How does induction cooking work?

Induction cooking heats a cooking vessel by electrical induction, instead of by thermal conduction from a flame, or an electrical heating element. The cooking vessel must be made of or contain a ferromagnetic metal such as cast iron or stainless steel. Heat is coming from within the pan, making this method of cooking a lot more efficient. You therefore need to ensure that your pans are suitable to use on an induction hob. Copper or aluminium pans would not work unless they have additional layers added onto the bottom that are magnetic. The best way to check if your pans are viable is to see if a magnet will stick to the bottom of the pan!

An induction hob contains a coil of copper wire underneath the ceramic plate, and when a cooking pot is placed on top an alternating electric current is passed through it. The resulting oscillating magnetic field induces a magnetic flux, producing an eddy current in the ferrous pot, which acts like the secondary winding of a transformer. The eddy current flowing through the resistance of the pot heats it. To find out what an eddy current is, see below. Energy transfer with induction hobs is around 84 percent compared to around 74 percent for gas or ceramic electric so there are good energy savings. Safety is an important aspect too – there is no naked flame so fire is extremely unlikely.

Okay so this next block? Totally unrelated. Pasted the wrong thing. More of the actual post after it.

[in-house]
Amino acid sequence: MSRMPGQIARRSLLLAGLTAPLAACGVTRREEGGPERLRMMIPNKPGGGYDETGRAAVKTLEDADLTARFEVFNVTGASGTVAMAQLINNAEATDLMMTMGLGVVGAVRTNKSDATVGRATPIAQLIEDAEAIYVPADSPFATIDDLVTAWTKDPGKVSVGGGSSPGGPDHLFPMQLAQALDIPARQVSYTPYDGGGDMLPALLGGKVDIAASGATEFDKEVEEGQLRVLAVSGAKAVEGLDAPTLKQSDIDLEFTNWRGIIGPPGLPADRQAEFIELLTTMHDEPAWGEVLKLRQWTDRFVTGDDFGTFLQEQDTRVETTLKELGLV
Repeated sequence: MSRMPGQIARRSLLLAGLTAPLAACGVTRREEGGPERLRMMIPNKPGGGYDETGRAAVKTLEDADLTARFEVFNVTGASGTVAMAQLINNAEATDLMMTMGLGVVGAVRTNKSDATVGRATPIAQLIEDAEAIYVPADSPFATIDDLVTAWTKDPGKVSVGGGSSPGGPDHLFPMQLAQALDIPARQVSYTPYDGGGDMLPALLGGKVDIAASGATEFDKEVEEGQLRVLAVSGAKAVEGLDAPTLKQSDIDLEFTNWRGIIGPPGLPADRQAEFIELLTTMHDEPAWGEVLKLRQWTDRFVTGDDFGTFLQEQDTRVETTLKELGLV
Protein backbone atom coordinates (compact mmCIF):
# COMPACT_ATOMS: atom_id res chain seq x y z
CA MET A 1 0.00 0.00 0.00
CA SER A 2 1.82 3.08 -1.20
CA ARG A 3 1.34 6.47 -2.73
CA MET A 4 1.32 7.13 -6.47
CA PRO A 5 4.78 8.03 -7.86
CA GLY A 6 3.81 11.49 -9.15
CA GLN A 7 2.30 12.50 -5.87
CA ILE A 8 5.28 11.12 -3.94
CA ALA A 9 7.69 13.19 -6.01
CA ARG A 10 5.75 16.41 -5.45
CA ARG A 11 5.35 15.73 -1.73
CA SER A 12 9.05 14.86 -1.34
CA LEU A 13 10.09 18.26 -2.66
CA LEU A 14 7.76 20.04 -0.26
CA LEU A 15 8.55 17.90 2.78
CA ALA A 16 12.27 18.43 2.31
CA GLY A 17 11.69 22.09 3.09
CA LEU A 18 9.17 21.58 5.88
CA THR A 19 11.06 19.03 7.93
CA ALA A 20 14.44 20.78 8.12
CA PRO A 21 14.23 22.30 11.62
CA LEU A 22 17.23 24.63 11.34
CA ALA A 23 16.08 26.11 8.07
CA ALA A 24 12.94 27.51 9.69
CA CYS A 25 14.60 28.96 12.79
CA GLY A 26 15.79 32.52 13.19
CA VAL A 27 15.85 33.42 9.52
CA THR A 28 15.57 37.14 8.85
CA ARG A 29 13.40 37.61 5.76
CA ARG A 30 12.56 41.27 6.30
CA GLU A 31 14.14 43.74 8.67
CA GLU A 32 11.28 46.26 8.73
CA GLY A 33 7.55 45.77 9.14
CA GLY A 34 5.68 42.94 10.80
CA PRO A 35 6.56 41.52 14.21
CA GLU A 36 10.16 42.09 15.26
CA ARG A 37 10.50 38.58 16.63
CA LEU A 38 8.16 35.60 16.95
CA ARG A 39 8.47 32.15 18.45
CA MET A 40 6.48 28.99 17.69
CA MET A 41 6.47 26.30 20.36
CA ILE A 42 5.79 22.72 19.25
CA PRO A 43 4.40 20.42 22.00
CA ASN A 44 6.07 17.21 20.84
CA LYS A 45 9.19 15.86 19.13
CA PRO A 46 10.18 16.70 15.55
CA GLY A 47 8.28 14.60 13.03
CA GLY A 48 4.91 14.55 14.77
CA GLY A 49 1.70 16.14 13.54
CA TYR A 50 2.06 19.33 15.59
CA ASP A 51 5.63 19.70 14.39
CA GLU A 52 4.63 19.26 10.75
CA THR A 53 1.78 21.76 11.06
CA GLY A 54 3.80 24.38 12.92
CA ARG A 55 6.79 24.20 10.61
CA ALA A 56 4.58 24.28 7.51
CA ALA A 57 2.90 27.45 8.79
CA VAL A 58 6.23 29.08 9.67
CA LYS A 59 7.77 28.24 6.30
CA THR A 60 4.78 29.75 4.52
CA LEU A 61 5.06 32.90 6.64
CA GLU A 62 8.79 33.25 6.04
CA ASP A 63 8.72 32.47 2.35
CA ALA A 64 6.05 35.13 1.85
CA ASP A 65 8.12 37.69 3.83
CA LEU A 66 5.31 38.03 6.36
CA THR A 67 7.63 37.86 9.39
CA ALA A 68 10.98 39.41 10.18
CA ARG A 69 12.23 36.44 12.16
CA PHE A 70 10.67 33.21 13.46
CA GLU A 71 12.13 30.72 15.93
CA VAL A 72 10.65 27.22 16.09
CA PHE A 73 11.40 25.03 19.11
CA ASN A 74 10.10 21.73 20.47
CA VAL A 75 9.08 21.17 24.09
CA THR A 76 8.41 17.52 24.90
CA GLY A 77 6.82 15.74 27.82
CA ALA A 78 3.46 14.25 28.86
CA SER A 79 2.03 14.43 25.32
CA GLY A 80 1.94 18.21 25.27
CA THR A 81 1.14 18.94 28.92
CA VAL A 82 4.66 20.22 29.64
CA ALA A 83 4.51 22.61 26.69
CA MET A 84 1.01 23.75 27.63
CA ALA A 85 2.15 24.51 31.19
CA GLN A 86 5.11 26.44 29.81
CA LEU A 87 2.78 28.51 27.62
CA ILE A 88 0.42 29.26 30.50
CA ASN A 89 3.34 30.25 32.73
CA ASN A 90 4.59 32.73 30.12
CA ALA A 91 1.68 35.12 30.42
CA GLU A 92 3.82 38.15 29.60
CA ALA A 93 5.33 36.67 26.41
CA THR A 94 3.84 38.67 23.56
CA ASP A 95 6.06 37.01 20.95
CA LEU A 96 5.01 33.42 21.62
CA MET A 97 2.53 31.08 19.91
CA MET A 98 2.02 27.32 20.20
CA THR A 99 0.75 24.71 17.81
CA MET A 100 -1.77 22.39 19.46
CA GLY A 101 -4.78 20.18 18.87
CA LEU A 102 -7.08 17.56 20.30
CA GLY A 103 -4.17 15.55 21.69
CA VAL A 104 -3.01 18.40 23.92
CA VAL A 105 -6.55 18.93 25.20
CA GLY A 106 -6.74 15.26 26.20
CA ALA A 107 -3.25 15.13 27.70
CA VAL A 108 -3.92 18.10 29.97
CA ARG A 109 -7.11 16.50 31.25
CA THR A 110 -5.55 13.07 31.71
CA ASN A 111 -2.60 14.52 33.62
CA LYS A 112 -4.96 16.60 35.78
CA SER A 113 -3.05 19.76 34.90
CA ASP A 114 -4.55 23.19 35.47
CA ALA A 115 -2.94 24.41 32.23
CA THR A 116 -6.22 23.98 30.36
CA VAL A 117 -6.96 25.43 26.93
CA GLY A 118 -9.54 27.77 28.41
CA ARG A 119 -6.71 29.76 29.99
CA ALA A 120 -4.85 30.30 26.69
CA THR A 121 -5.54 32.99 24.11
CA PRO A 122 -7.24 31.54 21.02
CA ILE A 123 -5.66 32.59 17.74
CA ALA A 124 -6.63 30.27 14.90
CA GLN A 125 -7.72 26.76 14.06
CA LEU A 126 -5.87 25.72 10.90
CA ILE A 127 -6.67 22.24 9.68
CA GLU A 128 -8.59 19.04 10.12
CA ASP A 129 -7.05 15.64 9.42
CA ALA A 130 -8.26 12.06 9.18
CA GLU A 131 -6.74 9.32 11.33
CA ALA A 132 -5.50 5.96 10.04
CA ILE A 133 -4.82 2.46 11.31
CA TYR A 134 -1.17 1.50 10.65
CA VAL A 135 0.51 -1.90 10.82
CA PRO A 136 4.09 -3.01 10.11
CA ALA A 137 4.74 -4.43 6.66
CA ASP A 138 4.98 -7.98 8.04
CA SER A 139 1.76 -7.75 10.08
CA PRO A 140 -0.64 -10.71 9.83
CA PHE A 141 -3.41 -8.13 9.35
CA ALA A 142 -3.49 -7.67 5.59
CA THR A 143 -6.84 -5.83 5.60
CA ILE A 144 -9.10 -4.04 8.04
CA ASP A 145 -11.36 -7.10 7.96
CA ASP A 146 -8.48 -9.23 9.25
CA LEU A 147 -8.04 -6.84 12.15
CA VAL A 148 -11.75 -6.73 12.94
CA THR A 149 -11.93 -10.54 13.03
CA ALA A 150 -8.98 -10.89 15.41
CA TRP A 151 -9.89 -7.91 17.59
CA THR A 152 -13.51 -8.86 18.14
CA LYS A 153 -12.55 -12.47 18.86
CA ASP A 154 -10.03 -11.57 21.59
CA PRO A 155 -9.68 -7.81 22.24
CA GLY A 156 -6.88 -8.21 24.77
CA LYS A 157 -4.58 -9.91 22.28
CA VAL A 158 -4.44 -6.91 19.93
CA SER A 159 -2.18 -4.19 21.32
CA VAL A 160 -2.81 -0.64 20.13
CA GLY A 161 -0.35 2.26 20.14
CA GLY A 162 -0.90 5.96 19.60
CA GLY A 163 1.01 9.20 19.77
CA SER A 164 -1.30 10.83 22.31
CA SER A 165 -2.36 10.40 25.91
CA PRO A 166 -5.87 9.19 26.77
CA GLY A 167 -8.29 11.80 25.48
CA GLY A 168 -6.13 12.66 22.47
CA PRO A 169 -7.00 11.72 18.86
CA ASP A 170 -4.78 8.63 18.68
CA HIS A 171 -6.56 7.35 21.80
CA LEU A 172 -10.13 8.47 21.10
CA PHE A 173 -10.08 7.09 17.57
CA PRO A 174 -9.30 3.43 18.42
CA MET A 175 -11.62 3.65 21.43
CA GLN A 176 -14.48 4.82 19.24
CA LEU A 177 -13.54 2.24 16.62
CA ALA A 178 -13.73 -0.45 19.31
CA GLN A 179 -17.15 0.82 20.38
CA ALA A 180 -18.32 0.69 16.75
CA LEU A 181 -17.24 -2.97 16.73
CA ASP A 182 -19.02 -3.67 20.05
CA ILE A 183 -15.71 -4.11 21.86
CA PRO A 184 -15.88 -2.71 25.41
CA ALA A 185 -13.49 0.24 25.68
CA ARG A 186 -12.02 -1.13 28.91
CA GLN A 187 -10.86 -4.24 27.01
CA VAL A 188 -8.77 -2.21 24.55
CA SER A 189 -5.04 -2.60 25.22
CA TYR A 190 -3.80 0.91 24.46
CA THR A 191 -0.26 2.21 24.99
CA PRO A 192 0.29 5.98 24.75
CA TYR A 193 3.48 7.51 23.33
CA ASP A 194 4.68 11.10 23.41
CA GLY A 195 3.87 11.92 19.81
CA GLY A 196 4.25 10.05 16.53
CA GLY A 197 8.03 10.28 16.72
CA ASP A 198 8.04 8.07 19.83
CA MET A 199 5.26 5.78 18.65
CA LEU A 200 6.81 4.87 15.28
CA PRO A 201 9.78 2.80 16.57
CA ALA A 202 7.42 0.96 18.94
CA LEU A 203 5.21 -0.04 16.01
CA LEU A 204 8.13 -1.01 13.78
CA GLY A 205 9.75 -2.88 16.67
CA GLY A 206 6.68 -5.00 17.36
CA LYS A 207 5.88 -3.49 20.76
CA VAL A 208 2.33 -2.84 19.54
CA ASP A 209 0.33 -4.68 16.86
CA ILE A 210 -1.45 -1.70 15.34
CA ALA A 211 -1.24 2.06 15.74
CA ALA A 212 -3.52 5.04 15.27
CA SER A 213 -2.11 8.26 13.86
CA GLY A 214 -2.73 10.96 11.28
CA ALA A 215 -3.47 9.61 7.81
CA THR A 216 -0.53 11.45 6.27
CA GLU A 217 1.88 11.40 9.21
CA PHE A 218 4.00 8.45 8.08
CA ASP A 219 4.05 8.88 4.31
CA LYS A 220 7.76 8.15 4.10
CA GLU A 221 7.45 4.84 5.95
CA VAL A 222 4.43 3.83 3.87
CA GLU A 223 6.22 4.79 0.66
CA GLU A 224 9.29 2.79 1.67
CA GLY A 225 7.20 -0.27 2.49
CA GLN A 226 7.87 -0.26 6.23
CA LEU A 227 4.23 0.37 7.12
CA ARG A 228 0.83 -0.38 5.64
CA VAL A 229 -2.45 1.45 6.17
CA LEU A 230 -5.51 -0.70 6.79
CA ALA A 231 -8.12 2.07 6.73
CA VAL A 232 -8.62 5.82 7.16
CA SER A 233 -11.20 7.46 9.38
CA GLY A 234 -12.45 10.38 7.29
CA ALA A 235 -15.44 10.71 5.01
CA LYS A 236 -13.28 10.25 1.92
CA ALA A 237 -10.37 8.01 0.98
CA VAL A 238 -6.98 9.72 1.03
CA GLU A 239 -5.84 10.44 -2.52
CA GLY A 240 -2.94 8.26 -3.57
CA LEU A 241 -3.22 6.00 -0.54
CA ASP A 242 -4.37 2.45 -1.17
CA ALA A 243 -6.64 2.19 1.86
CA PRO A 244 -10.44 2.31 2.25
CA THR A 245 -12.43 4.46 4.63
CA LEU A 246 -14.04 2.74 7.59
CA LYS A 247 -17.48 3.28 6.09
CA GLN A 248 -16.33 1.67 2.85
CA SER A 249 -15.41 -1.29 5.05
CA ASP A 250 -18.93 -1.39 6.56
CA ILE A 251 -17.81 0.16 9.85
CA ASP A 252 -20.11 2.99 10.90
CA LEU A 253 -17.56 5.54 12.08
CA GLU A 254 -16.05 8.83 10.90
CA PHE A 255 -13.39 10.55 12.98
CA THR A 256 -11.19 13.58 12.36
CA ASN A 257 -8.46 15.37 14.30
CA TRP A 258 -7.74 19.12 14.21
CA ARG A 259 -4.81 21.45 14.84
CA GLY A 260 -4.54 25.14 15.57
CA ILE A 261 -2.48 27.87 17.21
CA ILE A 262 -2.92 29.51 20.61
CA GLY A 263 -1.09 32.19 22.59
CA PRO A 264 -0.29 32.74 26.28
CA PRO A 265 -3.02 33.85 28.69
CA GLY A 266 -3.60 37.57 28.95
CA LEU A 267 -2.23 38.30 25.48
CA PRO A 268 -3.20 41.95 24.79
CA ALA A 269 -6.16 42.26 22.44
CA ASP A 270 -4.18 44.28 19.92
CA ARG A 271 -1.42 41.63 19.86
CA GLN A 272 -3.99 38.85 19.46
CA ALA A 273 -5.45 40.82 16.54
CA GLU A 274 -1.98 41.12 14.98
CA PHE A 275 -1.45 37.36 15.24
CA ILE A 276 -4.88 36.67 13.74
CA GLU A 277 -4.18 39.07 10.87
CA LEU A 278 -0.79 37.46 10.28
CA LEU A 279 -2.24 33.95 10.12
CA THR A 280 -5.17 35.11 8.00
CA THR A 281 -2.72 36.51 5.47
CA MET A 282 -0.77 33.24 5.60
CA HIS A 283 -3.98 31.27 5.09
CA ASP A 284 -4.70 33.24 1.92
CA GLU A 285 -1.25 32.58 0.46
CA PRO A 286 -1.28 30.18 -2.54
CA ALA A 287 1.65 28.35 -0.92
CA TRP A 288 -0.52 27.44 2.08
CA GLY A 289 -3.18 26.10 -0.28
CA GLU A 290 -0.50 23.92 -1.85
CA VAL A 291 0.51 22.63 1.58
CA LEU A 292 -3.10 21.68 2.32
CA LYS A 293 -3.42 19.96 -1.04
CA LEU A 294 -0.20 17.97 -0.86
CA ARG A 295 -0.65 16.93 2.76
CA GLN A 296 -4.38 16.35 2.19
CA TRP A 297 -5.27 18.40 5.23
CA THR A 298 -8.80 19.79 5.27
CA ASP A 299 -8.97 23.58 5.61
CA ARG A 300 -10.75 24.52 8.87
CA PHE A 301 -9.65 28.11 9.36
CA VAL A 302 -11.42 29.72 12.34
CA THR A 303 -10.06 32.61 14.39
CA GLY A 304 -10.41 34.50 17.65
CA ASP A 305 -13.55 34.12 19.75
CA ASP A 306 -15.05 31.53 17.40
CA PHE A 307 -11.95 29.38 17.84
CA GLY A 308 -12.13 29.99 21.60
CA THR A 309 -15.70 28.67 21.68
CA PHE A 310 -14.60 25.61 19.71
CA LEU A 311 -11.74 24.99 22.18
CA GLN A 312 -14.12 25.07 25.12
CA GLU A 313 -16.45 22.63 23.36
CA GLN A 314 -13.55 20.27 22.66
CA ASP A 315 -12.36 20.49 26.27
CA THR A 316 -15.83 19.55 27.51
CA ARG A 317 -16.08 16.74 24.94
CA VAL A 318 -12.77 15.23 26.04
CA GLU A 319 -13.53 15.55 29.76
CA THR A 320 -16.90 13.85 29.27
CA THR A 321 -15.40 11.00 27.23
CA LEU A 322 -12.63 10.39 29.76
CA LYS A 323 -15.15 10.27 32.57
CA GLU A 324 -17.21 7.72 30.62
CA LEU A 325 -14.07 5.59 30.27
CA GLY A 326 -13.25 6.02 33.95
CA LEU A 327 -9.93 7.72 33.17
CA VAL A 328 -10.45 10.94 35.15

A pan of water will boil in nearly half the time that it would on a normal gas hob. An induction hob will also ensure the longevity of your pans because they have more contact with the heat below, and the current is running all the way through the pan. This will stop your pan from developing hot spots which in turn, will burn or scorch food.

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